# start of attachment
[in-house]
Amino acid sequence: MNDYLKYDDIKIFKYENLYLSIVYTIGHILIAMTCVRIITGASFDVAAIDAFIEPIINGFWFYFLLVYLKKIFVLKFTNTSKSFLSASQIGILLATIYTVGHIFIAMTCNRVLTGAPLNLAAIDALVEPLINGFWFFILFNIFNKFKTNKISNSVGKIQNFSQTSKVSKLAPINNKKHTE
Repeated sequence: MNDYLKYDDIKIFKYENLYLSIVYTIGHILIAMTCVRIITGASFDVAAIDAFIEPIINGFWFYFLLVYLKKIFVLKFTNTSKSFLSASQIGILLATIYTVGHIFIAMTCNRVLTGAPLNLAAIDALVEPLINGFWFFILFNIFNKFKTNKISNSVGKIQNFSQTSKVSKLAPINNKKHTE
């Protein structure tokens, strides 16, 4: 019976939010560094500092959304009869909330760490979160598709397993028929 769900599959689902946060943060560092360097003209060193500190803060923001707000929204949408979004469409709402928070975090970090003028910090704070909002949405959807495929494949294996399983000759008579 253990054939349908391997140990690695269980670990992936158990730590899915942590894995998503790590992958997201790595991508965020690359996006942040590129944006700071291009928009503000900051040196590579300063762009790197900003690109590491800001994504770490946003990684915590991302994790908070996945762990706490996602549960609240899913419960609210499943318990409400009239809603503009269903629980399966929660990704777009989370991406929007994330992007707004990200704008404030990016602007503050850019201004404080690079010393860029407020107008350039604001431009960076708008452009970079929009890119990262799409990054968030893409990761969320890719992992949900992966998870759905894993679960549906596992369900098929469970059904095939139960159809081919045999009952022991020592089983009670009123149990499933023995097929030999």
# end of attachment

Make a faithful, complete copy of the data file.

[in-house]
Amino acid sequence: MNDYLKYDDIKIFKYENLYLSIVYTIGHILIAMTCVRIITGASFDVAAIDAFIEPIINGFWFYFLLVYLKKIFVLKFTNTSKSFLSASQIGILLATIYTVGHIFIAMTCNRVLTGAPLNLAAIDALVEPLINGFWFFILFNIFNKFKTNKISNSVGKIQNFSQTSKVSKLAPINNKKHTE
Repeated sequence: MNDYLKYDDIKIFKYENLYLSIVYTIGHILIAMTCVRIITGASFDVAAIDAFIEPIINGFWFYFLLVYLKKIFVLKFTNTSKSFLSASQIGILLATIYTVGHIFIAMTCNRVLTGAPLNLAAIDALVEPLINGFWFFILFNIFNKFKTNKISNSVGKIQNFSQTSKVSKLAPINNKKHTE
């Protein structure tokens, strides 16, 4: 019976939010560094500092959304009869909330760490979160598709397993028929 769900599959689902946060943060560092360097003209060193500190803060923001707000929204949408979004469409709402928070975090970090003028910090704070909002949405959807495929494949294996399983000759008579 253990054939349908391997140990690695269980670990992936158990730590899915942590894995998503790590992958997201790595991508965020690359996006942040590129944006700071291009928009503000900051040196590579300063762009790197900003690109590491800001994504770490946003990684915590991302994790908070996945762990706490996602549960609240899913419960609210499943318990409400009239809603503009269903629980399966929660990704777009989370991406929007994330992007707004990200704008404030990016602007503050850019201004404080690079010393860029407020107008350039604001431009960076708008452009970079929009890119990262799409990054968030893409990761969320890719992992949900992966998870759905894993679960549906596992369900098929469970059904095939139960159809081919045999009952022991020592089983009670009123149990499933023995097929030999």